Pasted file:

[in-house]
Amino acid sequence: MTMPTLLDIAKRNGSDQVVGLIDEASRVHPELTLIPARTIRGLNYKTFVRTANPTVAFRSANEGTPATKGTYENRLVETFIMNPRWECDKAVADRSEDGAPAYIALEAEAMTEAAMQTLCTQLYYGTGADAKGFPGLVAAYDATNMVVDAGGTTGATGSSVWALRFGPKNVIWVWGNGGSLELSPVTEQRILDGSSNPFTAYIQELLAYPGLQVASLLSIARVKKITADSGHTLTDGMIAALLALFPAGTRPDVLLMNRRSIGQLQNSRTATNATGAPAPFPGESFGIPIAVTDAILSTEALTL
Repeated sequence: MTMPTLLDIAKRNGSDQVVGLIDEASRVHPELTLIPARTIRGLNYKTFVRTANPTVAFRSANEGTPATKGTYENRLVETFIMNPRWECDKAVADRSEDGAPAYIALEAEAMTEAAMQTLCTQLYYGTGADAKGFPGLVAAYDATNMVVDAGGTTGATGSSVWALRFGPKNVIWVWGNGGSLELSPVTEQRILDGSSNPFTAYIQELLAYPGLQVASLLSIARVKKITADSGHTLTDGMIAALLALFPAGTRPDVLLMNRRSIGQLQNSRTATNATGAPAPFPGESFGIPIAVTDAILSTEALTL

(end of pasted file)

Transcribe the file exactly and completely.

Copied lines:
[in-house]
Amino acid sequence: MTMPTLLDIAKRNGSDQVVGLIDEASRVHPELTLIPARTIRGLNYKTFVRTANPTVAFRSANEGTPATKGTYENRLVETFIMNPRWECDKAVADRSEDGAPAYIALEAEAMTEAAMQTLCTQLYYGTGADAKGFPGLVAAYDATNMVVDAGGTTGATGSSVWALRFGPKNVIWVWGNGGSLELSPVTEQRILDGSSNPFTAYIQELLAYPGLQVASLLSIARVKKITADSGHTLTDGMIAALLALFPAGTRPDVLLMNRRSIGQLQNSRTATNATGAPAPFPGESFGIPIAVTDAILSTEALTL
Repeated sequence: MTMPTLLDIAKRNGSDQVVGLIDEASRVHPELTLIPARTIRGLNYKTFVRTANPTVAFRSANEGTPATKGTYENRLVETFIMNPRWECDKAVADRSEDGAPAYIALEAEAMTEAAMQTLCTQLYYGTGADAKGFPGLVAAYDATNMVVDAGGTTGATGSSVWALRFGPKNVIWVWGNGGSLELSPVTEQRILDGSSNPFTAYIQELLAYPGLQVASLLSIARVKKITADSGHTLTDGMIAALLALFPAGTRPDVLLMNRRSIGQLQNSRTATNATGAPAPFPGESFGIPIAVTDAILSTEALTL